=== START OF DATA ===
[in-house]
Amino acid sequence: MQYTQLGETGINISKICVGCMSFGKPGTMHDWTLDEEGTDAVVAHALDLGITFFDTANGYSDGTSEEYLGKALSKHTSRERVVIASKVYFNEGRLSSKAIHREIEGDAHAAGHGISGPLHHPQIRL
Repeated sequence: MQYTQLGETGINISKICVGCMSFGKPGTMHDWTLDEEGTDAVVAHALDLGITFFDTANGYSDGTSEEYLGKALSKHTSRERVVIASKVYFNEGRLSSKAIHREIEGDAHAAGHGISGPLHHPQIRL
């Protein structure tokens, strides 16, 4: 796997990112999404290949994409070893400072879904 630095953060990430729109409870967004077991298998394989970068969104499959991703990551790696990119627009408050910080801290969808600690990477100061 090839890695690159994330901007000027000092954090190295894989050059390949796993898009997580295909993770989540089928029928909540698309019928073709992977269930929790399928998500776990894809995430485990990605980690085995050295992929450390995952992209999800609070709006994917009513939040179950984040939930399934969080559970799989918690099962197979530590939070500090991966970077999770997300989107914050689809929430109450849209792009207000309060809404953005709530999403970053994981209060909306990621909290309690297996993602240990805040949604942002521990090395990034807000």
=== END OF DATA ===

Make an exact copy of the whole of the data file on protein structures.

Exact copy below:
[in-house]
Amino acid sequence: MQYTQLGETGINISKICVGCMSFGKPGTMHDWTLDEEGTDAVVAHALDLGITFFDTANGYSDGTSEEYLGKALSKHTSRERVVIASKVYFNEGRLSSKAIHREIEGDAHAAGHGISGPLHHPQIRL
Repeated sequence: MQYTQLGETGINISKICVGCMSFGKPGTMHDWTLDEEGTDAVVAHALDLGITFFDTANGYSDGTSEEYLGKALSKHTSRERVVIASKVYFNEGRLSSKAIHREIEGDAHAAGHGISGPLHHPQIRL
């Protein structure tokens, strides 16, 4: 796997990112999404290949994409070893400072879904 630095953060990430729109409870967004077991298998394989970068969104499959991703990551790696990119627009408050910080801290969808600690990477100061 090839890695690159994330901007000027000092954090190295894989050059390949796993898009997580295909993770989540089928029928909540698309019928073709992977269930929790399928998500776990894809995430485990990605980690085995050295992929450390995952992209999800609070709006994917009513939040179950984040939930399934969080559970799989918690099962197979530590939070500090991966970077999770997300989107914050689809929430109450849209792009207000309060809404953005709530999403970053994981209060909306990621909290309690297996993602240990805040949604942002521990090395990034807000």